The other day I explained feminism to my little sister, who mistakenly thought that it was the belief that ‘women are and should be treated as better than men’.
I told her that I felt it was something like this: the belief that men and women are and should be treated as potential intellectual and social equals.
‘Oh’, she said. ‘Why’s it called feminism then? Why isn’t it… humanism or equalism or masculism?’
Around a quarter of a century ago my Mum was JCR President at her Oxford college. A motion was passed that, on the grounds of ‘Page 3’, the college would no longer stock the Sun newspaper. Fast forward to 2012, and an online petition is started calling for ‘No More Page 3’. Its website calls on students to contact their union and call for the same thing that my Mum did in the late 1980s.
Now, I don’t mean to sound too smug and condescending, but… really… what’s taken everyone so long?
As the daughter of a single-mother dyed in the wool feminist, I spent my schooldays in bafflement that fellow pupils at my all-girls school refused to identify themselves as ‘feminists’. Call me crazy, but I adhere to the principle that ‘just because human bodies are designed to perform certain procreative functions, biological elements need not dictate intellectual and social functions, capabilities, and rights.’ And I struggle to get to grips with the idea that not everyone feels the same way.
I sense that we are in the opening years of third-wave or (as I like to call it) post post feminism. Caitlin Moran’s 2011 book How to Be a Woman hit the bestseller lists and suddenly suggested it was alright to ask questions aloud like ‘why are we supposed to get Brazilians?’. The free weekly magazine Stylist is currently dominated by feminist-themed columns and features, where a year or so ago the f-word was probably banned outright for fear of putting people off. New feminist books such as Everyday Sexism and The Vagenda (whose authors reportedly received a £100,000 advance) are being reviewed in mainstream newspapers, rather than esoteric journals.
So where does that leave me?
I feel passionately that (especially in a publication that calls itself a newspaper) neither men nor women should be reduced to instruments of sexual pleasure, totally disregarding personal and intellectual abilities and capabilities. I dislike elements of the media such as music videos or Page 3, that objectify men or (more frequently) women. I find it offensive. Quite often I am also disgusted by what I see. What a prude!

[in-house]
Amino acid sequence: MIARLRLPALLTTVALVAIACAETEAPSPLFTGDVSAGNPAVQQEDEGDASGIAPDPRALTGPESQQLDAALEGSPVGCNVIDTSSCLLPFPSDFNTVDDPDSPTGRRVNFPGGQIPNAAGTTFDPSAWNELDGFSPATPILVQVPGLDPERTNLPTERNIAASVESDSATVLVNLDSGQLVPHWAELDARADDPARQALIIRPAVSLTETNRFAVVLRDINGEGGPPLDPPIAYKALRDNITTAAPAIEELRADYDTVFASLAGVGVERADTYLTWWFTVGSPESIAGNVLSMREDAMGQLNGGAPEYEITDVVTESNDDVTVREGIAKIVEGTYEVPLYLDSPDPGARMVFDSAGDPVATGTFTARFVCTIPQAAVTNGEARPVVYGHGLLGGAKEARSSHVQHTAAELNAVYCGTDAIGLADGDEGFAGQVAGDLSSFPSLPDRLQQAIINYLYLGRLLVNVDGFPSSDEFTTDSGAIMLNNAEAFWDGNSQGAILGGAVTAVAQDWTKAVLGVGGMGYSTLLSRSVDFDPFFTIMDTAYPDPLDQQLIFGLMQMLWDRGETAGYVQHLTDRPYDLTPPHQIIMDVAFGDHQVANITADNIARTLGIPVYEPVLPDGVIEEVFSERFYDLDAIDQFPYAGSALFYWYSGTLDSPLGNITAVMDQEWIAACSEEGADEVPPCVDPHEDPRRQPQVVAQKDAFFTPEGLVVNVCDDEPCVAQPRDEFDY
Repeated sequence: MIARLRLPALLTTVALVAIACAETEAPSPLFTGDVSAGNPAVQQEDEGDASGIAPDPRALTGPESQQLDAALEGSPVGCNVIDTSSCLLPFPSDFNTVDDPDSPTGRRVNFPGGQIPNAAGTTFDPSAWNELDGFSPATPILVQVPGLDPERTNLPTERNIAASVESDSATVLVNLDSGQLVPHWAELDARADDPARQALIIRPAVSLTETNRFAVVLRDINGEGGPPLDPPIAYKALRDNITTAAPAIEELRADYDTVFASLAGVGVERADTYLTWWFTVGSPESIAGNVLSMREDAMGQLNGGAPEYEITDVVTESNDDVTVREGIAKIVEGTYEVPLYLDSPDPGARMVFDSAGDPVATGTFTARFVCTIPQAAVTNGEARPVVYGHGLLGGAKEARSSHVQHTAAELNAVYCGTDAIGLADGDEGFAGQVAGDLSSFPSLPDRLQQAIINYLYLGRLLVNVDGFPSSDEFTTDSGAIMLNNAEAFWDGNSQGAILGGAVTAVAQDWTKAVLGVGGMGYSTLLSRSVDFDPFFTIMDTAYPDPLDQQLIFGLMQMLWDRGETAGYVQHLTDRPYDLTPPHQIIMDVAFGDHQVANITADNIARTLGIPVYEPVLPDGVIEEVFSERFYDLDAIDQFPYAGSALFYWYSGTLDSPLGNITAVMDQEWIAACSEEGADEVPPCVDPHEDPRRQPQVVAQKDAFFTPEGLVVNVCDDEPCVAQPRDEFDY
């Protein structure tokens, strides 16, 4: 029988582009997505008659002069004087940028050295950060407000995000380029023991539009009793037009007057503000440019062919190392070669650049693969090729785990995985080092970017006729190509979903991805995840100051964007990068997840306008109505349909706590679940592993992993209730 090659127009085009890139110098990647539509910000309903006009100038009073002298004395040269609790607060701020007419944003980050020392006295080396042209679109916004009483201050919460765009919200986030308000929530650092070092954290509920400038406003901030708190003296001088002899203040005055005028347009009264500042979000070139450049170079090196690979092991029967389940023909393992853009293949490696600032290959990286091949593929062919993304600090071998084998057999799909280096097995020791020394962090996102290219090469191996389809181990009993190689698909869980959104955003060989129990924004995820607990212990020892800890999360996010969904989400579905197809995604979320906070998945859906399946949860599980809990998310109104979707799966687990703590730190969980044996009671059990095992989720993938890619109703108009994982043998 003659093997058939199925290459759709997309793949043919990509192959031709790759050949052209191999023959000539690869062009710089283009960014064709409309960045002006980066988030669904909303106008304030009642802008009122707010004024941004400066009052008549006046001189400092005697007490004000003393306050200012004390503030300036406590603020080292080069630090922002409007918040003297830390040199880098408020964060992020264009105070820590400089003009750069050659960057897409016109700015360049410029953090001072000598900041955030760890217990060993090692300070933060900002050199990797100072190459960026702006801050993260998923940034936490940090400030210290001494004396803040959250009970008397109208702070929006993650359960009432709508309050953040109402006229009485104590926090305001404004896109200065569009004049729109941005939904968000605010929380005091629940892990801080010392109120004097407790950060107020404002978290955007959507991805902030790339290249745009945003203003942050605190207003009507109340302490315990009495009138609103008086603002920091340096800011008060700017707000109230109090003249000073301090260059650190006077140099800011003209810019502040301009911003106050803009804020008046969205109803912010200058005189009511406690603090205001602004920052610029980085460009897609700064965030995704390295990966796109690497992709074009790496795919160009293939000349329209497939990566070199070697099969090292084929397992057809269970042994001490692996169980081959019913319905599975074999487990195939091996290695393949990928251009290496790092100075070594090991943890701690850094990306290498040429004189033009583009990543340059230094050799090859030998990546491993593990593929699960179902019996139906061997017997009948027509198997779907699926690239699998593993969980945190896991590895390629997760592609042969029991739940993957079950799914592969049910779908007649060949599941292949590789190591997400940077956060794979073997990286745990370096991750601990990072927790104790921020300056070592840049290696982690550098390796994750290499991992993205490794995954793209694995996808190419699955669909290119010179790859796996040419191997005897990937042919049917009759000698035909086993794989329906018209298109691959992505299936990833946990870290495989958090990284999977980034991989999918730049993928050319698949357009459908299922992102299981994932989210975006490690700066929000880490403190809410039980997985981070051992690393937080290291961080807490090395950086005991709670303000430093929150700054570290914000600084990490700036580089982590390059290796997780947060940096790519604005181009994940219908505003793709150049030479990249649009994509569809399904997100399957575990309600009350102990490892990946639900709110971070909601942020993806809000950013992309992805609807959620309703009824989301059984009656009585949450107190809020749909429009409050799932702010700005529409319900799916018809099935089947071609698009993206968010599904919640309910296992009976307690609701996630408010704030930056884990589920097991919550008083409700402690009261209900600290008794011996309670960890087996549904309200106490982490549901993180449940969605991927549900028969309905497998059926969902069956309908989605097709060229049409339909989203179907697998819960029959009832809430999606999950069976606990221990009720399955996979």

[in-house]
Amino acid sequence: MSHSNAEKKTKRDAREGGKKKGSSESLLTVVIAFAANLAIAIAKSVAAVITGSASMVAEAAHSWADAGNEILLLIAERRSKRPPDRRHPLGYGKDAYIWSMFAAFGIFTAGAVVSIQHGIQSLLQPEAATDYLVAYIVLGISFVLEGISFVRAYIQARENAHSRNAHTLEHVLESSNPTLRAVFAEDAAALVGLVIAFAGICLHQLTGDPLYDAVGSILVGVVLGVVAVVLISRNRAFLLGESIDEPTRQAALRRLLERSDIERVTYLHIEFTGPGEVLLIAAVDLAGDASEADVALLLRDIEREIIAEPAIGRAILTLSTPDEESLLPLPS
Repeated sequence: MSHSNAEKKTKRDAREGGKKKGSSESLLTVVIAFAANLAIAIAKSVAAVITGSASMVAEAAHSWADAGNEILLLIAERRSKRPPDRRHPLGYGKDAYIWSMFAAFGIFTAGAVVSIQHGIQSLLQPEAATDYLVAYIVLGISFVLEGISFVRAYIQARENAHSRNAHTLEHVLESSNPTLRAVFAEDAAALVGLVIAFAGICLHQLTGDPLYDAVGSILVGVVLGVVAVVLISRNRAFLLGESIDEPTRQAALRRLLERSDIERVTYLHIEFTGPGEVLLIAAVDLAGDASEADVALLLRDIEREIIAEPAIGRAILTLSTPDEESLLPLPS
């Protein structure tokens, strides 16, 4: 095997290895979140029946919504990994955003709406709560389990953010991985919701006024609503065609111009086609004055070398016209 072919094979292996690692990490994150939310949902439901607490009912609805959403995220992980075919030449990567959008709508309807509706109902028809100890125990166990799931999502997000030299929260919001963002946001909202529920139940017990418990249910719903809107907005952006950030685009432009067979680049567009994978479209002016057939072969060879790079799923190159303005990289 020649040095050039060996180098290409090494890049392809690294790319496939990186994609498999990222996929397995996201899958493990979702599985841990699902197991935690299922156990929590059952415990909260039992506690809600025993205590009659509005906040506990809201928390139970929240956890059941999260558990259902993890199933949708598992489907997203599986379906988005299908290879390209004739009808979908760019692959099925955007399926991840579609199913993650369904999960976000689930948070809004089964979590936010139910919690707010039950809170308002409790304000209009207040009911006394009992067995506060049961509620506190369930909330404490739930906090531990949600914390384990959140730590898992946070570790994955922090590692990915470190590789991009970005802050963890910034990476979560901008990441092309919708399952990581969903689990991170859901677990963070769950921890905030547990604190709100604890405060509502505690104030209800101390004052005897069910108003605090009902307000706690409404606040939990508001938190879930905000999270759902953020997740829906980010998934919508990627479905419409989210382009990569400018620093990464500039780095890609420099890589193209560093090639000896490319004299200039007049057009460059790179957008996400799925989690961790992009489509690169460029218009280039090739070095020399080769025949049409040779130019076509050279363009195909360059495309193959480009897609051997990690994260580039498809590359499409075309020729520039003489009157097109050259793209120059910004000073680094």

Yet, to be honest, I feel like I arrived at the party way too early and am now a bit bored and ready to go home, just as everyone else is starting to arrive.
I’ve signed the NMP3 petition, and bought the t-shirt, because I think it’s an important issue and I want to spread the message. I’ve also signed up to attend several ‘feminist’ literary events and debates, because it is a topic I’ve long been interested in.
However, I’m struggling with the fact that, as a lifelong feminist, I’m a bit nonplussed by the current feminist movement. To me, Page 3 is an anachronism in this day and age. It’s bizarre, comical and offensive to me that the country’s bestselling newspaper displays a highly sexualised image of a young woman on the first page you see on turning the front cover, every single day. When Jessica Ennis won her Olympic gold medal in 2012, the largest image of a woman the Sun carried was still that of a topless girl.
I don’t understand why this is something we’re even having to fight for in 2014, or why not everyone realises how odd it is to show soft porn in the opening pages of a news publication.
I’m tired of having to tell everyone that I don’t want women (or men) to be reduced to sexual objects. In my everyday life I want to do my job to the best of my abilities, and to be judged on my own merit. I don’t want to be given an unfair advantage against a man and I don’t want to be shouted and whistled at in the street because (get over it) I have breasts. Now can we all just sort this whole thing out and move on?